More importantly, perhaps for our argument is that , this shift from hippcampal to DS memory is also a function of a “emotional arousal habit bias”, as seen in post traumatic stress disorder,  via amgydaloid hyperactivity, or distress based hyperactivity,  which results in emotional distress acting as a stimulus to the automatic responding of the DS. Affect related behaviour, in essence, becomes more compulsively controlled also.

In simple terms, negative urgency, may bias an automatic responding towards amgydaloid activation of the dorsal striatum and away from cortical areas such as the ventromedial cortex  – vmPFC (27 ) which is involved in emotionally guided decision making and this may have consequence for decision making as decision making involves  responding to stimulus such as emotionally provoking stimuli.

One study (28) showed this vmpfc to be hyperactive in recently abstinent alcoholics, perhaps as the result of altered stress systems which create a state called allostasis, and when further stressed responding moved to the more compulsive regions of the brain listed above. This suggest to us, that there are inherent difficulties with emotional dysregulation, particularly in early abstinence/recovery and that these resources when taxed further by seemingly stressful decision making may be dealt with via a need to make a decision to relieve this “distress” feeling rather than achieve a long term outcome. Relieving this distress is thus the outcome most urgent.

Thus for some alcoholics there is an overtaxing of the areas implicated in emotional regulation and thus emotionally guided decision making and under extreme stress we suggest this switches to more a more compulsive decision making profile.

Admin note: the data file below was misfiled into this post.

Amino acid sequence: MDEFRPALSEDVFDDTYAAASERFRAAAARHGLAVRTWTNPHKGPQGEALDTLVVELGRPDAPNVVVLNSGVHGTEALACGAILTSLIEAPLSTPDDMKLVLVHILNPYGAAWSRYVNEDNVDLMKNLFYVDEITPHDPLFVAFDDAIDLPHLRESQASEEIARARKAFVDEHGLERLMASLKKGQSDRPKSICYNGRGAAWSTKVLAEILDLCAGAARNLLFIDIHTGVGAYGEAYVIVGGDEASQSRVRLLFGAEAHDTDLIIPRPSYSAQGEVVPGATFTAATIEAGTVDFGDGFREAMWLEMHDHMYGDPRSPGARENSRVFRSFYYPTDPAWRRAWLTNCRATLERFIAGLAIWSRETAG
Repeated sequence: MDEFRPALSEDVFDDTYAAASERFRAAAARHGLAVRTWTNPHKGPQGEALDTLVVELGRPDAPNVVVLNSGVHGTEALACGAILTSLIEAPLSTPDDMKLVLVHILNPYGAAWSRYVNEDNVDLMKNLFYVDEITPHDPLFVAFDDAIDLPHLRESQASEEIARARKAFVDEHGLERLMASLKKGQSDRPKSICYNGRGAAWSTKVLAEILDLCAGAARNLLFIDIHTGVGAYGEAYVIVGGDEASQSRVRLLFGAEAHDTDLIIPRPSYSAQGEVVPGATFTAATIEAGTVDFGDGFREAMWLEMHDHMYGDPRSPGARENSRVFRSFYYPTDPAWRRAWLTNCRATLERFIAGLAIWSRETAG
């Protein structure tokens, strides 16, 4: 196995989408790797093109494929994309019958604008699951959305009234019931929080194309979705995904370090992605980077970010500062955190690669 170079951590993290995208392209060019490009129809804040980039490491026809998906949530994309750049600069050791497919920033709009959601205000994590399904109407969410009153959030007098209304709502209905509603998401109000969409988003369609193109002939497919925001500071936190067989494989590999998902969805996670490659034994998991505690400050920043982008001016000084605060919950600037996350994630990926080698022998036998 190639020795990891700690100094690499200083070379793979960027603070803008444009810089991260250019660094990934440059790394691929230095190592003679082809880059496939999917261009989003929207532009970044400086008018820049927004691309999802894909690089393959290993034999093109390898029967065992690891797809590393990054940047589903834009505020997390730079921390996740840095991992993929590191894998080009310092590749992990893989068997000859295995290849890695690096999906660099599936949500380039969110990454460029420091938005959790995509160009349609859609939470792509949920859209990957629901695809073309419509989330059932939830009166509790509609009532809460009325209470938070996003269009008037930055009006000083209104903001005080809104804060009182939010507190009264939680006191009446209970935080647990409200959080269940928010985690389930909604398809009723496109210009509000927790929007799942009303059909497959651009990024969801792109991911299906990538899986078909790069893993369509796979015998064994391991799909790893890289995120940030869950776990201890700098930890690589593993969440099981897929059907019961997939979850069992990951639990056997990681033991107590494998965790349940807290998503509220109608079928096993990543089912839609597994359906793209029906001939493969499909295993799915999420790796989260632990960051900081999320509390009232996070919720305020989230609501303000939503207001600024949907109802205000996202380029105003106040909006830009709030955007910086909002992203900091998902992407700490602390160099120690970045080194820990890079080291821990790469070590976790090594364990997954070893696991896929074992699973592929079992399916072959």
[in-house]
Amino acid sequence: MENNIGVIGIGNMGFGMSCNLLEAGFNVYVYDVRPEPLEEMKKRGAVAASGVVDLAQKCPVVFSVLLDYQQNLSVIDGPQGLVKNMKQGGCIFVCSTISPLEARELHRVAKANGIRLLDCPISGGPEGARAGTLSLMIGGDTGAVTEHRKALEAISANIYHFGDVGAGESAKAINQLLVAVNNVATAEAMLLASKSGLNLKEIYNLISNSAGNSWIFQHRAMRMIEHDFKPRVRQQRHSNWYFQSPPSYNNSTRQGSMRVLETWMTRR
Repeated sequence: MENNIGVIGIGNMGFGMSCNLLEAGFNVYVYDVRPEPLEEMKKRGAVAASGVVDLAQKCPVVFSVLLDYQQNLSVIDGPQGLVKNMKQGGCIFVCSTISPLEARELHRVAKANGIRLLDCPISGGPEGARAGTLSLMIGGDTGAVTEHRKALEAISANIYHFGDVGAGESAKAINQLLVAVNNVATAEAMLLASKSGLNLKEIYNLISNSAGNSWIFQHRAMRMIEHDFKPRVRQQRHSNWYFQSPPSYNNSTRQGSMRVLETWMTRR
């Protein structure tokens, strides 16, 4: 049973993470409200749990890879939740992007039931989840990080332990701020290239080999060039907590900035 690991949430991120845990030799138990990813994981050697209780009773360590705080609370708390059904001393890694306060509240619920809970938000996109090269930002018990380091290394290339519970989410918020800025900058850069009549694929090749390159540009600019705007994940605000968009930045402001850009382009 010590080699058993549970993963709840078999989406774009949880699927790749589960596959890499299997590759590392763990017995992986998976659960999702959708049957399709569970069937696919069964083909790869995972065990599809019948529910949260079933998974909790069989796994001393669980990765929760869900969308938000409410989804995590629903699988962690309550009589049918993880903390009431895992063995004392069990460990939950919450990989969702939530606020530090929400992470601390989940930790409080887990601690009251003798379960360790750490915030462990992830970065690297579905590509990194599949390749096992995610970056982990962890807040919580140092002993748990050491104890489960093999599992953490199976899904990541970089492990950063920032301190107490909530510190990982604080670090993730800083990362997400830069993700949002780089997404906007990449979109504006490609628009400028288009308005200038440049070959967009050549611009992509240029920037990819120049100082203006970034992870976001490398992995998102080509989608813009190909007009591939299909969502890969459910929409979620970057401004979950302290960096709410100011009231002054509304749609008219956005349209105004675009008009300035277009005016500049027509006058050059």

The habit system chooses actions based upon stored associations of their values from past experience; through training, an organism learns the best action to take in a certain situation. Upon recognition of the situation again this “best action” will automatically be initiated, without consideration of consequences of such an action. This process is very fast but inflexible, unable to adapt quickly to changes in the value of outcomes (29,30).

Thus although emotion can guide decision-making when it is integral to the task at hand, emotional responses that are excessive can be detrimental (31).

Dorsal prefrontal regions are also involved in the regulation of affective states (32). Excessive emotion is likely to require increased regulation by these areas (33,34).

Dorsal prefrontal regions are additionally important in decision-making and inhibitory control, thus high levels of emotion that require regulation may limit resources available for these functions, which may contribute to deficits in decision-making.